Wednesday, September 4, 2019
Linux Mint on Asus EeePc Netbook 1005HA
But this old Netbook that's gathering dust might just get a second chance at life, so I dusted it off and gave it a spin. It once ran Windows XP well but that's no longer an option...
Can't use Windows XP, too insecure these days.
Windows 7 (though great by itself on other machines) was a disaster.
Windows 10 ran slightly better but still slow.
Even Linux Mint 19 x86 isn't a great performer 😒
I'll have to try some other Linux releases, or simply say goodbye to this Netbook...
1. Download Linux Mint XCFE x86
This is the lightest version of Mint AFAIK.
2. Burn it onto an USB stick
For this I used Etcher.
3. Boot from the USB stick
Hit TAB on the boot screen and check the boot options. It flashes by in an instant, so you have to be fast hitting the right keys.
4. Allow installation of third party software: yes
Otherwise not everything will work.
5. Follow instructions...
The Linux installer starts doing its thing. Takes a while...
6. Software manager won't scroll down
The software manager seems to ignore smaller screens (hey, this is an old EeePc notebook, so it's a miracle things still work anyway). Sometimes it comes in handy to 'virtually' increase the screen from it's paltry 1024x600 to, for example, 1280x750 or 1280x1024.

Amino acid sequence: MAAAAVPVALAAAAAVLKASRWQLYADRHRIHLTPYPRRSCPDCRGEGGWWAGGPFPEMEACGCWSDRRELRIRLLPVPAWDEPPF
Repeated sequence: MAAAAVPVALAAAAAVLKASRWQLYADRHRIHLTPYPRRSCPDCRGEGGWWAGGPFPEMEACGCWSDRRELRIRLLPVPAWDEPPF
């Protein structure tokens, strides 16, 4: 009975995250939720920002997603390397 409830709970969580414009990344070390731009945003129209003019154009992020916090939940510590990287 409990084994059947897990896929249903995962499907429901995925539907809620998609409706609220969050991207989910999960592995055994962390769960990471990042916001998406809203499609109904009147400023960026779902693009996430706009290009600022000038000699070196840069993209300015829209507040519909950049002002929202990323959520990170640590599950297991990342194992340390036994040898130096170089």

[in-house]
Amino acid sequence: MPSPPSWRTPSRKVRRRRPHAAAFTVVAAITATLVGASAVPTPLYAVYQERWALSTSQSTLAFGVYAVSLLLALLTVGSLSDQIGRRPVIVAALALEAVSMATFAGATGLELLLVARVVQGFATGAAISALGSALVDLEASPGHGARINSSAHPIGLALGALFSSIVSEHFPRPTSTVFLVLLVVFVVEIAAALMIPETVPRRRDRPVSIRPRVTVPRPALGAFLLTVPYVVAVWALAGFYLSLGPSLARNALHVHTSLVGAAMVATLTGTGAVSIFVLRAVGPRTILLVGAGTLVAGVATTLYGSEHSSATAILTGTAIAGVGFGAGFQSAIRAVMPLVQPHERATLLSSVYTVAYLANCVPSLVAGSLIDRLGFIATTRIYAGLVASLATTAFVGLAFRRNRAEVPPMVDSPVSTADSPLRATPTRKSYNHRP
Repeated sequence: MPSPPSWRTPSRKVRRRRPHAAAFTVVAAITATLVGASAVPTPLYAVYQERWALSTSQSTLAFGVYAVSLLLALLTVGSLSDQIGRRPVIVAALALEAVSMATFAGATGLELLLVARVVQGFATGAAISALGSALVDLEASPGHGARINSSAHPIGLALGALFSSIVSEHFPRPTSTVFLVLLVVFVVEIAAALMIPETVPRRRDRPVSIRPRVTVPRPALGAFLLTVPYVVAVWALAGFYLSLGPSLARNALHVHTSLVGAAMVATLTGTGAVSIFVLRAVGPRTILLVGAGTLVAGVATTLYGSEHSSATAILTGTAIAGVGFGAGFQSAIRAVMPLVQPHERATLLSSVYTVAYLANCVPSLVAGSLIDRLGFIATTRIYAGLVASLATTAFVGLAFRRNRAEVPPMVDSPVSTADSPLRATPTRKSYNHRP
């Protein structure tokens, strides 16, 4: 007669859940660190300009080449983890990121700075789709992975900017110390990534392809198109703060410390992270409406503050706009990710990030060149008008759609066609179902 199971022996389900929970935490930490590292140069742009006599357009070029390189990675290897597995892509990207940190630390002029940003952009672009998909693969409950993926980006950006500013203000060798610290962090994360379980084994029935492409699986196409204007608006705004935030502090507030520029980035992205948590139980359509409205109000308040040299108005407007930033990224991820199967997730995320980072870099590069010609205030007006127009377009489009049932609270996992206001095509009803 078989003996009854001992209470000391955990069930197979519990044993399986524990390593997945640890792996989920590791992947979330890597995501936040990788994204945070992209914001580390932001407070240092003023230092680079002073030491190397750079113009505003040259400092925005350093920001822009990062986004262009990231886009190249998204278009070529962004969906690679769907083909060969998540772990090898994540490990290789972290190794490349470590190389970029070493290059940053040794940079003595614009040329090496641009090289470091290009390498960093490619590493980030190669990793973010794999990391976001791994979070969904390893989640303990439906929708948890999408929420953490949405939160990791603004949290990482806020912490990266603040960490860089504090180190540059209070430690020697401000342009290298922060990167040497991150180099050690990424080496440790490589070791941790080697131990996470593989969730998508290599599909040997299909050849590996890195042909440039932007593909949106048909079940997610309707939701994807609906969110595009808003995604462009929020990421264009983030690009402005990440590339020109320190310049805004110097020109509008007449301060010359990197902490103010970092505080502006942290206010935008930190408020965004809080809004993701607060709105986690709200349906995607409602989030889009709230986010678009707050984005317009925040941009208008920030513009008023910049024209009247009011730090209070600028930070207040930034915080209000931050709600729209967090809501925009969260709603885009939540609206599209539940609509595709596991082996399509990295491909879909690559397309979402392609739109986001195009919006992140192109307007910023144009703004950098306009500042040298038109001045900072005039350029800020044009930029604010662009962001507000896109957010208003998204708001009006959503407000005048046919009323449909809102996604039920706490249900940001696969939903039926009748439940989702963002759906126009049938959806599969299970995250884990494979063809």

Xrandr to the rescue. Note that the often quoted --mode parameter caused me some troubles. Leaving it out and settling for --fb gave me the results I wanted.
RMB on the desktop / Create Launcher, then use one of these three command lines:
xrandr --fb 1024x600 --output LVDS1 --panning 1024x600 --scale 1.0x1.0
xrandr --fb 1280x750 --ouptut LVDS1 --panning 1280x750 --scale 1.25x1.25
xrandr --fb 1280x1024 --output LVDS1 --panning 1280x1024 --scale 1.0x.1.0
Note: changing icons of a launcher takes ages. Live with it.
7. Software manager hangs
This can happen. If it does then open a terminal window and type:
8. Install Google Chrome
No such luck, Google has discontinued the 32 bits version of Chrome. You'll have to settle for Firefox and / or Chromium.
Yes, you can start Netflix in Firefox, but performance is pathetic.
Yes, you can access all your Google stuff using Chromium or Firefox (but Chromium seems to work a little faster).
It appears the Linux kernel recognizes all EeePc netbook hardware. Wifi worked immediately (had some problems with older versions of Mint, not this time), battery indication seemed to work (well, this is an old netbook so no expectations regarding battery life).
None of the function keys did anything except screen illumination. That one is probably hardware / Bios enabled and not software defined like the other keys.
I'm a little disappointed. It's a little faster than Windows 10, but not as much as one would expect.
I think my phone is actually faster 😏
First Linux impression (on a netbook)
Well, it works, but I'm too used to Windows to feel comfortable at once. The netbook is also a little slow, so not the best 'first' experience. (Though to be honest I also have Mint and other flavors running in a VM on my main machine.)
Oh well, I can always fool around a little with a VM on my (Windows) PC. I guess I should try some other distros as well. Hmmm. Need more hours in a day...
I do however feel the need to play a bit more with Linux. Raspberries have become an essential part of 'nerdiness' so I can't avoid Linux forever. And Microsoft seems hellbent to go for subscription models, which isn't my thing either...